5G is a massive effort that requires players to cooperate on a number of levels. This week, AT&T said that it is talking with powerful companies about working together on the technology. Computerworld says that Ericsson, Nokia, Huawei, Qualcomm, Intel, Samsung and LG are among the possible stablemates. Others, including China Mobile, Deutsche Telekom, KDDI, NTT DoCoMo, Telstra and Vodafone, may get in the mix in the future.
It is common for big players to band together during a promising new technology’s formative stages, for two main reasons: The short-term goal is to keep progress moving as quickly as possible. In the longer term, such cooperation makes it more likely that the companies’ plans become part of the eventual standard.
In what clearly doesn’t constitute a surprise, AT&T competitor Verizon is not one of the companies.
IDC has provided some insight into how it thinks the augmented reality/virtual reality (AR and VR) segment will evolve.
The company said this week that it expects spending on the category to hit $500 billion next year. Hardware will account for more than half of the forecast revenues during the period. Software services will grow more than 200 percent this year compared to last. During the middle years of the forecast period, however, IDC says software will be overtaken by services revenue.
Globally, IDC believes that VR will outshine AR revenues in 2016 and 2017, but that AR revenues will pass VR after 2017.
Louisville, Kentucky; Raleigh, North Carolina; and Austin, Texas each will receive $30,000 grants to help in their efforts to set up high-speed broadband networks.
According to The Louisville Courier-Journal, the non-profit Next Century Cities selected the cities to receive the first Charles Benton Next Generation Engagement Awards. The award is funded by the Democracy Fund and the Benton Foundation.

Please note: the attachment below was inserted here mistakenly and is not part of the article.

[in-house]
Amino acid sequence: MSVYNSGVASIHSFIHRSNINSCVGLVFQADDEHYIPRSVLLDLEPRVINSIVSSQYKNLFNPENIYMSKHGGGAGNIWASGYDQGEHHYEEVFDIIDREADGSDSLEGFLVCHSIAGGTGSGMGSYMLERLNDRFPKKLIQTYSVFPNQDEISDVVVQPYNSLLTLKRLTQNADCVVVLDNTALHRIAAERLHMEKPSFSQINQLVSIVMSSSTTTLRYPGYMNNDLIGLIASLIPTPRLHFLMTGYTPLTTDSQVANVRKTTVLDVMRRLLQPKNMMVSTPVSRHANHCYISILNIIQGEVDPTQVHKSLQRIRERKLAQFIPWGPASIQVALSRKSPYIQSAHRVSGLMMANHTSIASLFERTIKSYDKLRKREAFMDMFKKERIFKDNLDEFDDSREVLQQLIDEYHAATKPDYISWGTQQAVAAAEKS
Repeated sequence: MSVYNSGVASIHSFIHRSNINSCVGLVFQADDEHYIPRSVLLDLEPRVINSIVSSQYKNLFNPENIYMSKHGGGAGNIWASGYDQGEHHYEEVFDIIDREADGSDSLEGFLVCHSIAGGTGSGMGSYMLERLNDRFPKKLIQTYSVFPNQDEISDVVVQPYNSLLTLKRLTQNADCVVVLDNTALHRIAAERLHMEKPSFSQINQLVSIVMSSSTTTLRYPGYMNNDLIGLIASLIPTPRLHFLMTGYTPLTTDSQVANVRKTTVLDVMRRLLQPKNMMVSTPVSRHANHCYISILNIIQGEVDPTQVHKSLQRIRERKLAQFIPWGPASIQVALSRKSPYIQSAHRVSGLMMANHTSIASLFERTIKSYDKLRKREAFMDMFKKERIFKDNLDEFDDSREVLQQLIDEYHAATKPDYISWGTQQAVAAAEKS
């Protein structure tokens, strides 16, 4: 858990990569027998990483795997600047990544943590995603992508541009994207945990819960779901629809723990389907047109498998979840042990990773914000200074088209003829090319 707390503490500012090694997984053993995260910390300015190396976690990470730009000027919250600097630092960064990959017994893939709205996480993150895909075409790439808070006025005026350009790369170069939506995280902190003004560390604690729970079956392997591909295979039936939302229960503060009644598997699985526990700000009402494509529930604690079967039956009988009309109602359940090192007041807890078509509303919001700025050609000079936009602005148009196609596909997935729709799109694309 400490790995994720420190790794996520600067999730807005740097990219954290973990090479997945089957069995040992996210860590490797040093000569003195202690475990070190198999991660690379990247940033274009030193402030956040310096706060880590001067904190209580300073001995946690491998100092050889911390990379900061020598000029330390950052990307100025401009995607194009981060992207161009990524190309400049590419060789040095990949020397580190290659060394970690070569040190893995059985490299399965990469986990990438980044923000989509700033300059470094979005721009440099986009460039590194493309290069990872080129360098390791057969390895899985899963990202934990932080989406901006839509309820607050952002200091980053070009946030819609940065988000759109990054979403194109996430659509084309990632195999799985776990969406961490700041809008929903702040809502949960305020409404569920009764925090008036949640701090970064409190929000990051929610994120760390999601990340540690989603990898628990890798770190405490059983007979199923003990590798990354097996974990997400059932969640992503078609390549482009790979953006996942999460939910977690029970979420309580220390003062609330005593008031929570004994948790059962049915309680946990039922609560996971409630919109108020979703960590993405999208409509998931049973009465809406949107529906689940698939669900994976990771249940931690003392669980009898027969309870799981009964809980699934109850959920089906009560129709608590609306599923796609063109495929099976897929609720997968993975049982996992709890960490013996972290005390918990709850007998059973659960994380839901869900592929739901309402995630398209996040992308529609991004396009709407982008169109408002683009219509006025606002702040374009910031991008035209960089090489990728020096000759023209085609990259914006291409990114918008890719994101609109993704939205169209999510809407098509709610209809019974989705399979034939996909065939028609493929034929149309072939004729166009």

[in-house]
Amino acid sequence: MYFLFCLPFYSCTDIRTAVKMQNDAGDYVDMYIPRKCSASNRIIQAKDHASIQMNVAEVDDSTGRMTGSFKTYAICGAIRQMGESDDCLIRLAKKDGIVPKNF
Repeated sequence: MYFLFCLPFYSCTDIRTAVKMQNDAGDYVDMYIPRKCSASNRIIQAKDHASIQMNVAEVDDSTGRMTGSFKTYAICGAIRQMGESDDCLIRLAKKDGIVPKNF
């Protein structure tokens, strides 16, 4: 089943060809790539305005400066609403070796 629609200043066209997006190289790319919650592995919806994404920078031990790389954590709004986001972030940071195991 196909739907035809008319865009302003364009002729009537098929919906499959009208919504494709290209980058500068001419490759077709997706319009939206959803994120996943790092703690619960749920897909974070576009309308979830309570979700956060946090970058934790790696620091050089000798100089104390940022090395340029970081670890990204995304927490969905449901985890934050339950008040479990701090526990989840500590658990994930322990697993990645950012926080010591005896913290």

Louisville plans to use the funding to provide gigabit service to a community center in West Louisville, though the precise location has not yet been determined. The grant will be used to establish InVision Raleigh, which the story says will promote “visioning” and planning with the local government. Officials in Austin are developing the Smart Work, Learn and Play program. It is aimed at public housing residents.
This week, Cisco announced significant workforce reductions. The move was caused by the growth of software-defined networks and network functions virtualization (SDN and NFV).
SDNs and NFVs will also have a chilling effect on capital expenditures (capex). This week, AT&T Chief Technology Officer and AT&T Labs’ President Andre Fuetsch said at Nomura’s 2016 Media, Telecom and Internet Conference that the new approaches will cut costs for the carrier in the long run. The idea is that over time, the flexibility that SDN and NFV allow and the ability for systems to run on commodity hardware will mean that less expensive equipment will be needed.
Fuetsch’s statement, quoted at WirelessWeek, is a sign that the strategy is working:
’As we deploy more and more virtual functions, and as the hardware that we’re running those virtual functions, as that becomes more commoditized, all those efficiencies we gain back,’ Fuetsch explained. ‘We have the option of turning those investments back into the network or keeping those. So I would say, again, it’s hard to speculate here, but definitely a downward trajectory is what we’re looking at.’
Fuetsch didn’t provide percentages on the capex reduction.
The catchphrase “follow the money” is especially true when it comes to technology merger and acquisition (M&A) activity. This week, Ernst & Young said that in the second quarter, there were 28 deals of $1 billion or more in value, the most deals of such sort in history. The previous high was 20 deals, which was set in the fourth quarter of last year.
The report points to Big Data and the Internet of Things (IoT) as the leaders. IoT deals enjoyed 28 percent and 26 percent increases in total number of billion-dollar deals during the year-over-year and to-date calendar year periods, respectively. Big Data rose 13 percent year over year and 29 percent for the year to date.
Carl Weinschenk covers telecom for IT Business Edge. He writes about wireless technology, disaster recovery/business continuity, cellular services, the Internet of Things, machine-to-machine communications and other emerging technologies and platforms. He also covers net neutrality and related regulatory issues. Weinschenk has written about the phone companies, cable operators and related companies for decades and is senior editor of Broadband Technology Report. He can be reached at firstname.lastname@example.org and via twitter at @DailyMusicBrk.